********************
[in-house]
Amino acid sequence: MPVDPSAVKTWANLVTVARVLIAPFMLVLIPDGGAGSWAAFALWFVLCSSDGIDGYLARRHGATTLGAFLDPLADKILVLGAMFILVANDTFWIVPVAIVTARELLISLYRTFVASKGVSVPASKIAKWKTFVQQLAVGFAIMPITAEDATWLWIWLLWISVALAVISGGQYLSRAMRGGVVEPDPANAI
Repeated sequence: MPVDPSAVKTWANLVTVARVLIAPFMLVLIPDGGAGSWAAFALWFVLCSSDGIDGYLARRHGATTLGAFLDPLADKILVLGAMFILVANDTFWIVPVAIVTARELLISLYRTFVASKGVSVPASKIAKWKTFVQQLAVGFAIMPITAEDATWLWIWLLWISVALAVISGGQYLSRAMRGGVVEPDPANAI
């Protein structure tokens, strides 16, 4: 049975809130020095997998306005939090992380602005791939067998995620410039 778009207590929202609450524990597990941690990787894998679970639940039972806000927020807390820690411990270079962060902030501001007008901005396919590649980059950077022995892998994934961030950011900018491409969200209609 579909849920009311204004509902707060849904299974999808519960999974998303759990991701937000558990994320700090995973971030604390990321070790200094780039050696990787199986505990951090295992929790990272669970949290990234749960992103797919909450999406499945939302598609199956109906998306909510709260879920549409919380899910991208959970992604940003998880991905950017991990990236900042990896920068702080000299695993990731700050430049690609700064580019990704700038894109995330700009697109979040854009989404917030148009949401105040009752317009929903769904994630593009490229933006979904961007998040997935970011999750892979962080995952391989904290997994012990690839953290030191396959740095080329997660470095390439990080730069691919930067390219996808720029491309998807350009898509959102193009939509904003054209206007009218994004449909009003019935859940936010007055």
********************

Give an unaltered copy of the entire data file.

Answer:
[in-house]
Amino acid sequence: MPVDPSAVKTWANLVTVARVLIAPFMLVLIPDGGAGSWAAFALWFVLCSSDGIDGYLARRHGATTLGAFLDPLADKILVLGAMFILVANDTFWIVPVAIVTARELLISLYRTFVASKGVSVPASKIAKWKTFVQQLAVGFAIMPITAEDATWLWIWLLWISVALAVISGGQYLSRAMRGGVVEPDPANAI
Repeated sequence: MPVDPSAVKTWANLVTVARVLIAPFMLVLIPDGGAGSWAAFALWFVLCSSDGIDGYLARRHGATTLGAFLDPLADKILVLGAMFILVANDTFWIVPVAIVTARELLISLYRTFVASKGVSVPASKIAKWKTFVQQLAVGFAIMPITAEDATWLWIWLLWISVALAVISGGQYLSRAMRGGVVEPDPANAI
């Protein structure tokens, strides 16, 4: 049975809130020095997998306005939090992380602005791939067998995620410039 778009207590929202609450524990597990941690990787894998679970639940039972806000927020807390820690411990270079962060902030501001007008901005396919590649980059950077022995892998994934961030950011900018491409969200209609 579909849920009311204004509902707060849904299974999808519960999974998303759990991701937000558990994320700090995973971030604390990321070790200094780039050696990787199986505990951090295992929790990272669970949290990234749960992103797919909450999406499945939302598609199956109906998306909510709260879920549409919380899910991208959970992604940003998880991905950017991990990236900042990896920068702080000299695993990731700050430049690609700064580019990704700038894109995330700009697109979040854009989404917030148009949401105040009752317009929903769904994630593009490229933006979904961007998040997935970011999750892979962080995952391989904290997994012990690839953290030191396959740095080329997660470095390439990080730069691919930067390219996808720029491309998807350009898509959102193009939509904003054209206007009218994004449909009003019935859940936010007055």